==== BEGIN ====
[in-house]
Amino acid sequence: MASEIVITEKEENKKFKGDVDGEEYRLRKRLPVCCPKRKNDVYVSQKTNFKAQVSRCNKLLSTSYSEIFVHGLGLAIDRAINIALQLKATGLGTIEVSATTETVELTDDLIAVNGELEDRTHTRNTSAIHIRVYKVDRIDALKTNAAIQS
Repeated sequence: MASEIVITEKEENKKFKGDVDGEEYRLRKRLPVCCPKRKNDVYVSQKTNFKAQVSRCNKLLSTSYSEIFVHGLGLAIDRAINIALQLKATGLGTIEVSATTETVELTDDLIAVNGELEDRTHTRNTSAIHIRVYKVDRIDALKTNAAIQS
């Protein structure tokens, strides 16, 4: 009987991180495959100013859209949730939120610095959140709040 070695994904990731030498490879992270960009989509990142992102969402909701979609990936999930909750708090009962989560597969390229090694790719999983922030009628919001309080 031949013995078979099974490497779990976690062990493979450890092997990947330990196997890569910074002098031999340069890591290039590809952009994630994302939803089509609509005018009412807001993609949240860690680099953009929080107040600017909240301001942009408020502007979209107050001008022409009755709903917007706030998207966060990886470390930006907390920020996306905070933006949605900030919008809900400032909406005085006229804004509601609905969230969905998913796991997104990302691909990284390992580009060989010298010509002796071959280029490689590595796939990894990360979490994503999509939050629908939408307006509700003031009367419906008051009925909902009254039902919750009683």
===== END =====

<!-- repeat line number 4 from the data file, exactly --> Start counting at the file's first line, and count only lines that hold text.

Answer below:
């Protein structure tokens, strides 16, 4: 009987991180495959100013859209949730939120610095959140709040 070695994904990731030498490879992270960009989509990142992102969402909701979609990936999930909750708090009962989560597969390229090694790719999983922030009628919001309080 031949013995078979099974490497779990976690062990493979450890092997990947330990196997890569910074002098031999340069890591290039590809952009994630994302939803089509609509005018009412807001993609949240860690680099953009929080107040600017909240301001942009408020502007979209107050001008022409009755709903917007706030998207966060990886470390930006907390920020996306905070933006949605900030919008809900400032909406005085006229804004509601609905969230969905998913796991997104990302691909990284390992580009060989010298010509002796071959280029490689590595796939990894990360979490994503999509939050629908939408307006509700003031009367419906008051009925909902009254039902919750009683």